There are several factors increasing the risk of sleep apnea, two of the most common include:
The male factor; being male increases the incidence 3 times more than being female.
Excess weight also increases the risk, because the fat deposits around the upper air way can cause obstructed breathing. It can be revealed by the neck circumference, whether you have a high risk for sleep apnea, or not. Tonsillar, or adenoid hypertrophy, causes narrowing of the throat leading to obstructive apnea, as well.
It is not uncommon for a Hypertensive patient to suffer from sleep apnea. Smoking, alcohol, sedative drugs and CNS depressants are major risk factors. In fact, a family history of sleep apnea disorder in other members means high risk for the patient to suffer from the same disorder. Also, patients with heart disease, brain tumors or stroke are known to develop central sleep apnea. A patient should suspect having sleep apnea if he suffers from insomnia with daytime fatigue, headache and sleepiness (hypersomnia), loud snoring (more in obstructive type), observation of recurrent episodes of cessation of breathing, repeated awakening with shortened breath (more in central type) and dry mouth and throat. If you have these symptoms, you should see your health care provider for medical advice.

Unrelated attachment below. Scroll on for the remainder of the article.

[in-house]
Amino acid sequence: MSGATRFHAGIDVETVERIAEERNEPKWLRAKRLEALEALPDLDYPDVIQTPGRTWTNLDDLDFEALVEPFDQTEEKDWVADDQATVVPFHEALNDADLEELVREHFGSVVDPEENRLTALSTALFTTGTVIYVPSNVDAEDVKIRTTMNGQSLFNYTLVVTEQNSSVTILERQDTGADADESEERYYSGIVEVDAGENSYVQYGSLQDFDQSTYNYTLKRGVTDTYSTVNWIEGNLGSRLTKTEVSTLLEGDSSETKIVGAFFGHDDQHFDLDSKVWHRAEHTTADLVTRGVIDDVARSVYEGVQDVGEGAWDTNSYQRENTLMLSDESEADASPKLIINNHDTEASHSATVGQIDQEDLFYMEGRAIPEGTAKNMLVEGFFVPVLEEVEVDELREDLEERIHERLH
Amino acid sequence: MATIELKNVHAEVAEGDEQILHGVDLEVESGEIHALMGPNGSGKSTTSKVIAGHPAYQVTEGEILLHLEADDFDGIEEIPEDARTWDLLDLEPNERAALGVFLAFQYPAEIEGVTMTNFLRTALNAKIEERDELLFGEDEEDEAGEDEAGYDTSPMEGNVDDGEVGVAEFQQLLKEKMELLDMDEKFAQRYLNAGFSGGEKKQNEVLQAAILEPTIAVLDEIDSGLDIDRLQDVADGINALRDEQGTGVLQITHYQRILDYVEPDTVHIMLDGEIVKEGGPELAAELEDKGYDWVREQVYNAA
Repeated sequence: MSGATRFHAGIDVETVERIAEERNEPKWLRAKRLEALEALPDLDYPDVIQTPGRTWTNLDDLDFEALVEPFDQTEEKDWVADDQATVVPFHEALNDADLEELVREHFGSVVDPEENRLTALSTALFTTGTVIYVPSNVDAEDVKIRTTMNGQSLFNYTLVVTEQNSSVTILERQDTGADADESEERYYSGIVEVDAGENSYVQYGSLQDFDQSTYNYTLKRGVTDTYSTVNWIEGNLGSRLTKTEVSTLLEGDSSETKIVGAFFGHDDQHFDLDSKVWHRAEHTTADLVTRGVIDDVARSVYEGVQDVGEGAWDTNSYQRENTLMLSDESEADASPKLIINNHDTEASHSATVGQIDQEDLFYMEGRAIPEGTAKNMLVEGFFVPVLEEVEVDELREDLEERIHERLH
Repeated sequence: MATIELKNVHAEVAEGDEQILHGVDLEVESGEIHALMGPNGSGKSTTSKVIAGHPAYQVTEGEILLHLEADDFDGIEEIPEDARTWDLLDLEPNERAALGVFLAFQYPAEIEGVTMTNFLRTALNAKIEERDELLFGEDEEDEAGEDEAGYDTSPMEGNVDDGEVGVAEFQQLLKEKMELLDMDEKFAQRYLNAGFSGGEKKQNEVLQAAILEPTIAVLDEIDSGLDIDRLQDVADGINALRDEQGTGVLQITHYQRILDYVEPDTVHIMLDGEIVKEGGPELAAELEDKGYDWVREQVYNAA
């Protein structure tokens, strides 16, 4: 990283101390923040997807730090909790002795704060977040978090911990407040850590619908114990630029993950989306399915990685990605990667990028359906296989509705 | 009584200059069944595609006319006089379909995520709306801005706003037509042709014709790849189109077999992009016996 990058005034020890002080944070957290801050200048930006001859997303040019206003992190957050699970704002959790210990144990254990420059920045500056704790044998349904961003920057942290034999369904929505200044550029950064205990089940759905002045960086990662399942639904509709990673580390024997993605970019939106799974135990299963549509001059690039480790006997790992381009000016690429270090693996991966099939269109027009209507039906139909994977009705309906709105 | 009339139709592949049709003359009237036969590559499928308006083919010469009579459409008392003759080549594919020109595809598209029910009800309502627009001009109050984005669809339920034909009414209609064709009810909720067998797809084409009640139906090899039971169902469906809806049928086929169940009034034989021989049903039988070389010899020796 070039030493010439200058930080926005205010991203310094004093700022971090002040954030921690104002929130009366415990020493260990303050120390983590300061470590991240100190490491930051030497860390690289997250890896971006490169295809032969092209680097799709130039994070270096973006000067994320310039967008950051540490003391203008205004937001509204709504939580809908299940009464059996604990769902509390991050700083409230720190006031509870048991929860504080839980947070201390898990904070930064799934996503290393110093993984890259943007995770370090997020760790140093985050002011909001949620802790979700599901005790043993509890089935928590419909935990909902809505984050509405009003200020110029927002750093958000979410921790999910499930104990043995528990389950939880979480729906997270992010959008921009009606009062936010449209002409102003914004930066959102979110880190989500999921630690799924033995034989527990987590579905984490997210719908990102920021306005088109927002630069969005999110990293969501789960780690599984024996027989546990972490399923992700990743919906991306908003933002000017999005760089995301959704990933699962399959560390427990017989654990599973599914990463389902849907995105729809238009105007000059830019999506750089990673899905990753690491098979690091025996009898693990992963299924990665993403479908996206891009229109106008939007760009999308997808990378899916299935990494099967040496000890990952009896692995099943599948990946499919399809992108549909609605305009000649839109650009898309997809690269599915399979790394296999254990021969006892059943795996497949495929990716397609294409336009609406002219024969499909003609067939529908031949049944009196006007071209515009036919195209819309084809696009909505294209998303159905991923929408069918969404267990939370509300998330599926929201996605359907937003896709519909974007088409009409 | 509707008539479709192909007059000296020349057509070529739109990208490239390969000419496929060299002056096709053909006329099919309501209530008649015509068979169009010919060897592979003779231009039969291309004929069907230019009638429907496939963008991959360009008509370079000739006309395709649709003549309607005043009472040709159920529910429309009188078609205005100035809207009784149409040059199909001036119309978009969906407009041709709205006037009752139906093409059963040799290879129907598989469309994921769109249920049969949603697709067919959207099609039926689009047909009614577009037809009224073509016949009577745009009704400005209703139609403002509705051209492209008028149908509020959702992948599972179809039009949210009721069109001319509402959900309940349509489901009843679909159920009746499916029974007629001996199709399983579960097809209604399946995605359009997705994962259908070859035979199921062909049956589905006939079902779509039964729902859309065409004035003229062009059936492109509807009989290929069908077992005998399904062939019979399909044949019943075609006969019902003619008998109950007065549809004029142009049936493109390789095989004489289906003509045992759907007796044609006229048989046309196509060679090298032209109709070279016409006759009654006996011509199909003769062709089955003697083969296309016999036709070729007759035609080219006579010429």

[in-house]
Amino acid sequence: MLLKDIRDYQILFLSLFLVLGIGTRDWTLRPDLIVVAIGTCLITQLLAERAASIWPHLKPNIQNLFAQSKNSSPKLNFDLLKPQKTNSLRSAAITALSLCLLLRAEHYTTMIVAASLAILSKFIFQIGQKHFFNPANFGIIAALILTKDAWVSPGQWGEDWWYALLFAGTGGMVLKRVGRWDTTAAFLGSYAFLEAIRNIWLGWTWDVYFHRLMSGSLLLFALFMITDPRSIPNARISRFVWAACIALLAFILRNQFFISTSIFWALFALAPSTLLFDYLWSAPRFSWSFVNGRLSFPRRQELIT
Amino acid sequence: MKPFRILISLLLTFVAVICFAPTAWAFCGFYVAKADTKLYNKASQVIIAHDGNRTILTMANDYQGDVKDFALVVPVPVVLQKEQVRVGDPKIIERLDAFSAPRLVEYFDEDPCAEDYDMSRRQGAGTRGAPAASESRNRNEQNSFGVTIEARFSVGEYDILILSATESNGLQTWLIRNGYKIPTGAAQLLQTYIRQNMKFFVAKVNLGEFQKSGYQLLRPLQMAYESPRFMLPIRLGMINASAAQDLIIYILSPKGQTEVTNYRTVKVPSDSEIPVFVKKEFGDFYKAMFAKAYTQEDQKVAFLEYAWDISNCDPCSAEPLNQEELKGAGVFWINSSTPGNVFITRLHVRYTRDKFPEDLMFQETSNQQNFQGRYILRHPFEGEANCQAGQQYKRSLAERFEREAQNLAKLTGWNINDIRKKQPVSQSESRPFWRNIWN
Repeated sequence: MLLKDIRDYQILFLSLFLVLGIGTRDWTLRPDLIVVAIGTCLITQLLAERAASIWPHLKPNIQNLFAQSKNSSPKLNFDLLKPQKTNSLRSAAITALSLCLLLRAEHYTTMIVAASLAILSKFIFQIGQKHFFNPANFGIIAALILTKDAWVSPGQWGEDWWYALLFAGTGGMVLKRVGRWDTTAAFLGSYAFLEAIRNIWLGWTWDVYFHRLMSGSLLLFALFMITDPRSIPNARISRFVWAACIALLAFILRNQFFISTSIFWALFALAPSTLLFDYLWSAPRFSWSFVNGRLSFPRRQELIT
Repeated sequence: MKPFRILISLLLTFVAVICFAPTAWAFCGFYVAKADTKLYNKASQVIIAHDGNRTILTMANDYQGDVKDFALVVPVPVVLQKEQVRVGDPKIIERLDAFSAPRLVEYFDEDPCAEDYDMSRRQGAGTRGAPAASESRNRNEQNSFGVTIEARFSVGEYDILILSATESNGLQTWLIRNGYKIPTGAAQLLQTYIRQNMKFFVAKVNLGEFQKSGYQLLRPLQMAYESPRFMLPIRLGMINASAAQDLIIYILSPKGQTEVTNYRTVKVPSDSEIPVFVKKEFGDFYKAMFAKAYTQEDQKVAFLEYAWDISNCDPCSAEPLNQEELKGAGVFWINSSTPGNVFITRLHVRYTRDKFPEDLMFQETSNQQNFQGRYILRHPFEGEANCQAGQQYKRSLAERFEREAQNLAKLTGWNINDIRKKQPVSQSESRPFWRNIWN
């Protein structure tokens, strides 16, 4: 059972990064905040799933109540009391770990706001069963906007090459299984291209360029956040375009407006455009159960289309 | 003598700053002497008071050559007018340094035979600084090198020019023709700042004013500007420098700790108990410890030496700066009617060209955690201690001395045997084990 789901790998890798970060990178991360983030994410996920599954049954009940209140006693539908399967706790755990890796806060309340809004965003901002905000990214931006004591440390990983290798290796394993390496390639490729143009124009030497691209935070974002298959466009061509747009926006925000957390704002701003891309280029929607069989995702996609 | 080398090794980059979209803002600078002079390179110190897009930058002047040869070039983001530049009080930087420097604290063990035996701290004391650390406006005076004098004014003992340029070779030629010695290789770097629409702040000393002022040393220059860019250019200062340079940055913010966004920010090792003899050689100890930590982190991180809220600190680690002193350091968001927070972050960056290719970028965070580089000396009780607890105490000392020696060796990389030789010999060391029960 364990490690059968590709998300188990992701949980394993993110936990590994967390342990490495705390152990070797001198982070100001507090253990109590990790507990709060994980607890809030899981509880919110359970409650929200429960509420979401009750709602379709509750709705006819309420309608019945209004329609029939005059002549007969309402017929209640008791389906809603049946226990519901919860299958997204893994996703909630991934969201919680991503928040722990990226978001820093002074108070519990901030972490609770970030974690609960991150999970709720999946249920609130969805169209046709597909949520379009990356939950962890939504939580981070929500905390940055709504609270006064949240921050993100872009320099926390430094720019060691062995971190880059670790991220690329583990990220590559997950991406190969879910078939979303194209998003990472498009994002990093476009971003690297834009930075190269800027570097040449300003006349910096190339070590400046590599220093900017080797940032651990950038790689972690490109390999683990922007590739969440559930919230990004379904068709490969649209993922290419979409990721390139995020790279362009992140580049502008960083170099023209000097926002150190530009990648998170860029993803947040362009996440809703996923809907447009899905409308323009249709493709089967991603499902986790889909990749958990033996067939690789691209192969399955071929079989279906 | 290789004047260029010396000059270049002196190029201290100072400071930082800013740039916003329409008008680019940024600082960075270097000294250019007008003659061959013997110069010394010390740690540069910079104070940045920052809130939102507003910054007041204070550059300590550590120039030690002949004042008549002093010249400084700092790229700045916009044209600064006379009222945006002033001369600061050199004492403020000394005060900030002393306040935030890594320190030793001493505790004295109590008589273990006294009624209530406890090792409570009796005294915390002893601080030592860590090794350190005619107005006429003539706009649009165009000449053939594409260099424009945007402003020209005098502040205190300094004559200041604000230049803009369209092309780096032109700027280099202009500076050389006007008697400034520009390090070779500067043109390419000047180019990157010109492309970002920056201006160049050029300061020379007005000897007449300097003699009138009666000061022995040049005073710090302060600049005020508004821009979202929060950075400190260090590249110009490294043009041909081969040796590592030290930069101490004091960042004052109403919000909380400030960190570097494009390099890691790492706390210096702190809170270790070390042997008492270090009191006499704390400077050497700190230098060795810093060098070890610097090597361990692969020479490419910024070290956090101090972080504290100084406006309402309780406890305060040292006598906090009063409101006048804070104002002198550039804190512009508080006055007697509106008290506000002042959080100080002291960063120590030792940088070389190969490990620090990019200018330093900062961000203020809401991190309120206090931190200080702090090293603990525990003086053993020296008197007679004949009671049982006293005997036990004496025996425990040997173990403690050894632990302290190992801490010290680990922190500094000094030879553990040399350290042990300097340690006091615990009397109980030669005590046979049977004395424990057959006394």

Physicians require some diagnostic tests, upon suggesting the disorder. Nocturnal polysomnography is a good overnight sleep test which records the breathing pauses lasting more than 10 seconds. The pauses are observed by cessation of the rib cage movement and airflow through the nose and mouth, and associated with drop of oxygen saturation and physical attempts to breathe or awakenings at night.
The apnea-hypopnea index is the measure showing the number of apneas and hypopneas per hour of sleep. There are other tests, such as oximetry and portable cardio respiratory testing (a tool for home testing) that may be used to assess changes in oxygen saturation and cardio respiratory rates, rhythms and functions.